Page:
But these attacks don’t happen just once in someone's life. At least they didn’t in mine. I was diagnosed with a rare condition called “Vocal Cord Dysfunction” as well as Generalized Anxiety Disorder. When these attacks occur, my vocal cords close while I’m trying to inhale. It feels like my body is choking on itself and there is nothing that feels quite as terrifying as that does.

I thought it would be something I would grow out of. I thought it would be something I could move on from or ignore it until it was gone for good. But anxiety is a strange and terrible beast. It sneaks up on me at work. It tells me “hello” while I’m boarding a train. It seduces me while I’m riding an airplane. It attempts to shock me, and to chase me. And sometimes it wins. But I am a survivor. I will fight like hell just like I have done before. And I will survive and live through this.

I have come to understand that anxiety is something I will always have to deal with. And it is something I will always have to learn to accept. I’m not at the point yet where I can control it. Some days, it still controls me. If you are struggling right now with anxiety as I am now, I hope you never feel defined by your anxiety, even if you feel like it has a strong hold on you. You are bigger than it. You are stronger than it.

Anxiety tells us that we aren’t tough enough and that we don’t have what it takes to knock it down. Society will tell us that that it is weak to ask for help.

But we are the furthest thing from weak. It may take months or many years, but one day we will be able to sit on a train without fear. We will be able to walk to work without shaking. We will be able to ride an airplane without crying. We will be able to live our lives fully and face those demons head on together. TC mark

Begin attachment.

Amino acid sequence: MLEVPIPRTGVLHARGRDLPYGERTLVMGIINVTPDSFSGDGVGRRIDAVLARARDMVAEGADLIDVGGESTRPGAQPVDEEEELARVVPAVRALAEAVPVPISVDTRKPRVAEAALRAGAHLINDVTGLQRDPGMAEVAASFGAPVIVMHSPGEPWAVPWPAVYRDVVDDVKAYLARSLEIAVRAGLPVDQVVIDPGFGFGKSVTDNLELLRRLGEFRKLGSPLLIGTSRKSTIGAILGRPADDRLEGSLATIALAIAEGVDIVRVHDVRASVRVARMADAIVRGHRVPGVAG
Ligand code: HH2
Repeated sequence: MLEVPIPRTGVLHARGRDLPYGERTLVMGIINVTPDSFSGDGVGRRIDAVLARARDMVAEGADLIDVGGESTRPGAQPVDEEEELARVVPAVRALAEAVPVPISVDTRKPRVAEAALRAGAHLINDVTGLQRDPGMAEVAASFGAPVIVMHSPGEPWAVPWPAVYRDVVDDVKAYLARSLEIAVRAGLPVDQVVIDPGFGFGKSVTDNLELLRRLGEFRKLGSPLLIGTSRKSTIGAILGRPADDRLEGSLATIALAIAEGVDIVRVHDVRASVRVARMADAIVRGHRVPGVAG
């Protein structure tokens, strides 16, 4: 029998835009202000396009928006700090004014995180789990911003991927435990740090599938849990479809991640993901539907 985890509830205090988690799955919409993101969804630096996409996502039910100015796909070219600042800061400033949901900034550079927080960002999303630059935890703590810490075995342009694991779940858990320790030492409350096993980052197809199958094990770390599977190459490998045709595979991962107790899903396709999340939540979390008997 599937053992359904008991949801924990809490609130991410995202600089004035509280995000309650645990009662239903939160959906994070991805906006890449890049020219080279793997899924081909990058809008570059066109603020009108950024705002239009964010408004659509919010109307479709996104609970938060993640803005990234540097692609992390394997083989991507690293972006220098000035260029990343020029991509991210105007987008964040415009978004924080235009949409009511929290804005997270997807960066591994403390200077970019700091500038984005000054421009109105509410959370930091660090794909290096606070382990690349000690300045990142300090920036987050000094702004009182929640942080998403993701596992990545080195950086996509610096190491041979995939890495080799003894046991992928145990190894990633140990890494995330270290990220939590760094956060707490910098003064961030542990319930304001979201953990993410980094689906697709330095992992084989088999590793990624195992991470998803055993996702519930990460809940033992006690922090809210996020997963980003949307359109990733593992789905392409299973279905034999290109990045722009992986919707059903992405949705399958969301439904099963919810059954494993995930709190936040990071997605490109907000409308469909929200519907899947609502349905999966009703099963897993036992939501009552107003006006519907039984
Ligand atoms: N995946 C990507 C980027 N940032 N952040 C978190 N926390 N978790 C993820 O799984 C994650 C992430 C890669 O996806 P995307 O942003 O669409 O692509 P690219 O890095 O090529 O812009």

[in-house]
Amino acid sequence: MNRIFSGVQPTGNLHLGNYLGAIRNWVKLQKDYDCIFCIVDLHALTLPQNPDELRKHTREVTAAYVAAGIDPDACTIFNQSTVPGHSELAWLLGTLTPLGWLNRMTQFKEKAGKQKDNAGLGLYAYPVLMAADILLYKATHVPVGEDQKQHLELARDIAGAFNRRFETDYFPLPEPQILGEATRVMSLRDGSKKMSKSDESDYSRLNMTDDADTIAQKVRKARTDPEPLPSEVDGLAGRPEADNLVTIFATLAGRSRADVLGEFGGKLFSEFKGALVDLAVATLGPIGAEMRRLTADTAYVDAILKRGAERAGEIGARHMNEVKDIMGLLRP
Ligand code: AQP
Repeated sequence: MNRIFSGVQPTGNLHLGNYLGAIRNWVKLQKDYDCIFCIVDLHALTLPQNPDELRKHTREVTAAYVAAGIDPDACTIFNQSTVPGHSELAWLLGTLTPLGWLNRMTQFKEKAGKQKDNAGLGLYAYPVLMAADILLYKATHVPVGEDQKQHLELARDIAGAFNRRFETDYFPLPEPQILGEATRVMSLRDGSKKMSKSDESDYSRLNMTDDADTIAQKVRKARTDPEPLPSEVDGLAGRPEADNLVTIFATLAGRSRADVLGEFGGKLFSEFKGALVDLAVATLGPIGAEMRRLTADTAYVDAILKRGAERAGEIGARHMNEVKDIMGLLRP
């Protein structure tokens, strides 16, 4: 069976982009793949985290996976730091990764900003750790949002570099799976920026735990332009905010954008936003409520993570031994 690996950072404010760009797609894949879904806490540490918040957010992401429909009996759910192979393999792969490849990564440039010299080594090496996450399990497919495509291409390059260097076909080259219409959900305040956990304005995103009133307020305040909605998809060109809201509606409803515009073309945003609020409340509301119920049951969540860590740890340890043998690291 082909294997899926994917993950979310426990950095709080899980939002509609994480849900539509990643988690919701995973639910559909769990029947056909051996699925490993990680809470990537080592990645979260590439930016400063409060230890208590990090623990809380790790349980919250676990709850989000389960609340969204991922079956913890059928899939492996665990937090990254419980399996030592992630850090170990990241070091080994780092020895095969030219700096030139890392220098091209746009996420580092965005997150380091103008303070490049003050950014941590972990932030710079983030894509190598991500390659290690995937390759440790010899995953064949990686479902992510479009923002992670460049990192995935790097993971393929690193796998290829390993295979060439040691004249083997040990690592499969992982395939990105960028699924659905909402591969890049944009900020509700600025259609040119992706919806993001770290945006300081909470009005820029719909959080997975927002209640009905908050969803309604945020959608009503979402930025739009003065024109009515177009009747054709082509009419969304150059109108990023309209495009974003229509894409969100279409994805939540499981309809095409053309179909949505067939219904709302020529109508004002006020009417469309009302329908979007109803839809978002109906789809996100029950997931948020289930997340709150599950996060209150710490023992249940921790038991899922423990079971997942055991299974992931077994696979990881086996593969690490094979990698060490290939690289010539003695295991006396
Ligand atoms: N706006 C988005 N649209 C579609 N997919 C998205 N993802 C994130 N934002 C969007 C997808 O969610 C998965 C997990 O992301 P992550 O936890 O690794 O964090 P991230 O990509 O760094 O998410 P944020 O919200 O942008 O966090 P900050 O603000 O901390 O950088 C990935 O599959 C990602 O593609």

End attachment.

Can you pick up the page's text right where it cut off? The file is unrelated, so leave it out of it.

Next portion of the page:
Read This If Everyone Says You’re Worth Loving, But You Still Can’t Seem To Find Love

Posted: 09 Apr 2016 09:00 AM PDT

Drew Wilson
Drew Wilson

I can't write down a list of the names (or I should say "the ghosts") that have told me something and made my face turn red.

I'm being explicit with their word use. That's how that magic works. It's rarely physical. Words can connect us in ways that skin cannot.

Some people invest months telling me every day that I'm handsome. They say I'm sweet and funny. Sometimes, when I'm sleepy or drunk and I talk without having any consideration on consequences, I can be kind of sexy.

Then again I'm going to emphasize that is only the result of combining certain words that somehow make sense.

I've been told that I'm kissable, that I'm huggable. I've received some invitations to "sleep under a star blanket," just because "it'll be cute to live that scenario with me.”

Others have pointed out how lucky will be the person I'll marry someday. But nobody actually wants to do it.

Nobody thinks I'm good enough. Everybody is pissed at how long I hold a person I have feelings for during a hug. The pitch of my voice is insufferable whenever I say I'm glad, happy or satisfied with the company of certain person. I'm just too intense for expressing my thoughts and feelings.

And I'm so used to people who vanish, that I've learnt to excuse them.

I have this hypothesis where I think I'm a non-solved mystery in the universe. As a result of that uncommon category, people will comment on it and spread the word, after all, they all sound and look interesting.

But truth is, a quick research washes out every attempt on understanding such an unnecessary answer you could live your life without.

And that's exactly what I am. TC mark

Social Media: Wrecking Relationships Since The Days of MySpace

Posted: 09 Apr 2016 08:01 AM PDT

IMG_1402Ahhh, social media. It's the crutch of our generation; the bane of our youthful existence. We love it, we hate it, we love to hate it. But most of all, we're addicted. Whether it's Facebook, Twitter, Instagram, SnapChat, or MySpace (please, oh God, don't let it be MySpace), we simply can't get enough.

But, consider this: could social media be negatively impacting the quality of our romantic relationships? I know, I know, I'm a PR Girl – I'm supposed to absolutely **aDoRe** social media, and I do! I really do. But I'm also realistic, I'm observant, and I'm raising my hand because I've been personally victimized by social media, and I'm 99% sure that I'm not the only one.

Think about it. Is your boyfriend "best friends" with another female on SnapChat? Or did he just tweet at a blonde with suspiciously slutty eyeliner? Or wait, HELL TO THE NO… did he just 'like' that bitch's Instagram selfie!